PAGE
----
The post-campaign design of the Avengers has you running various mission chains that try to continue a few of the story threads left unfinished in the campaign. However, these narrative tidbits are really minor and don't really offer much satisfaction. Instead, it boils down to doing the same very repetitive missions over and over. By far the biggest issue with the Avengers' gameplay is the level design. The missions that you go on to boil down to dropping you off in one of a few environment types – a city, a sand canyon, a grassy canyon, and so on – and just making your way to an objective AIM building. All the environments, buildings and their interiors always look the same; inside you will find combat rooms, which again constantly repeat, and just task you to eliminate all foes. Sometimes, you may ignore enemies and simply stand in certain spots to let JARVIS hack something; or you may need to destroy glowing generators. Sometimes, you may have to fight a squad of strong AIM soldiers.
The game tries to provide some variety by adding Vaults and Hives, but again these missions types are the same every time. In Vaults you have to run around the same room and stand in a numbered square, based on a given number combination, while fighting waves of foes. In Hives, you're going up a tower, clearing an enemy room on each floor. It's highly repetitive and basic, but at least the game doesn't make you run around an outdoor area with random foes before getting to the objective.
This extremely repetitive mission design really weighs it down, and it doesn't help that you've got essentially 5 characters to level. As mentioned, all gear and experience is unique to each hero, and the AI that you bring along do not gain anything. So it's like trying to level 5 characters in Destiny or Division; a very time consuming task that isn't helped by already being very bored just leveling one hero due to the repetitive missions. Having to do it all over again for another hero never feels worthwhile.
And so you might consider playing with others, so that at least you can have other high level characters helping you along. Matchmaking is pretty flakey however, with unclear indicators of when you're searching or when there is a problem. It's very rare to find 3 other players to fill the squad, so an AI hero joins anyway. The game also doesn't make it clear how the mission difficulty works – sometimes the required power level jumps all over the place depending on who joins your game, and sometimes you're not allowed to bring your own AI companions because they are too low level.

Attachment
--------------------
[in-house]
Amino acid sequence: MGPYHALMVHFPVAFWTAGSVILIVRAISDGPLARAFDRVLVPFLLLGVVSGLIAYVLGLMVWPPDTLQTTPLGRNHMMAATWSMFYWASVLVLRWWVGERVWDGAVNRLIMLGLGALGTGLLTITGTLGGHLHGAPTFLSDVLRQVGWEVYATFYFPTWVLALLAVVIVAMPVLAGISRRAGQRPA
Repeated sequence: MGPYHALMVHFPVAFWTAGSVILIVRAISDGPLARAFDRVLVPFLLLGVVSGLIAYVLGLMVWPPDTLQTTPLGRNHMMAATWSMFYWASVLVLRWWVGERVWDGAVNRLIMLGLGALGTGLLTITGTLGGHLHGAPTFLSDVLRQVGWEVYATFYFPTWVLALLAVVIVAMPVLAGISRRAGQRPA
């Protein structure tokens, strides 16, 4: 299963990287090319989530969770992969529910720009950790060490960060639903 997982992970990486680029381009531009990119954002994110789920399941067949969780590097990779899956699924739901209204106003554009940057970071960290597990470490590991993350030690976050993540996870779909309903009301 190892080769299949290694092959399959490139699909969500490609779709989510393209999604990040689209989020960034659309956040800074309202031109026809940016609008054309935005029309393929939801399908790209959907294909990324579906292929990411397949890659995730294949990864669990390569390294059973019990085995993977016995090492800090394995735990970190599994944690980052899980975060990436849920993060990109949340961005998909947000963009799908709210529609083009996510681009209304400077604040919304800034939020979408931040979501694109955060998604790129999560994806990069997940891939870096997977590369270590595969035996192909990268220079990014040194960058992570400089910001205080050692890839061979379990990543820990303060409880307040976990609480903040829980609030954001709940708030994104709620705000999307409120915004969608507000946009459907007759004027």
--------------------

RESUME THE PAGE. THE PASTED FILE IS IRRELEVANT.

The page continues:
But where the game really comes apart is in its performance. On a base model PS4, this is one of the worst performing major releases of the year. There's plenty of issues – less impacting examples are cutscenes missing sounds and effects, not playing at all, and some very poor draw distances as you watch items and textures stream in. Bringing up the character menu to tinker in your inventory during loading screen often results in glitches when the level does load. Things get a lot worse in gameplay as you get clipped into buildings, enemies fall through the ground, and scripted events don't trigger, and thus require a checkpoint restart. But the worst part is when the game's framerate absolutely tanks during heavy battle sequences, into almost single digits, making it largely unplayable for a few moments. Even simply navigating the menus and various character tabs results in very long pauses every single time. You almost dread going into the menus.
And it's not like the game is pushing the hardware to its limits. This is a decent looking game, with some nice animations and character models, and combat moves that fans will recognize from the Marvel films. But the environments are decidedly bland and lacking in detail, with the texture quality just on par with any other major release. The effects are also nothing to write home about. It's very disappointing to see such terrible performance for what amounts to a fairly average quality presentation package.
Marvel's Avengers is a game that carried a lot of potential, at least on paper. It succeeds in delivering an enjoyable campaign, which is not always easy to do with a licensed property. The combat and character variety is also pretty fun, along with authentic animations and satisfying takedowns, with the RPG progression systems decently designed. However, the very dull and repetitive level design, the grind for higher levels, and tons of technical issues really prevent the game's potential from shining through. And there is certainly some potential here – it just wasn't ready for prime time. It's pitched as a long-service online game, so it's possible that these issues get fixed down the line, but there's also a lot of structure redesign that will be needed. For now, it's a game that's only going to satisfy the most dedicated fans of these superheroes.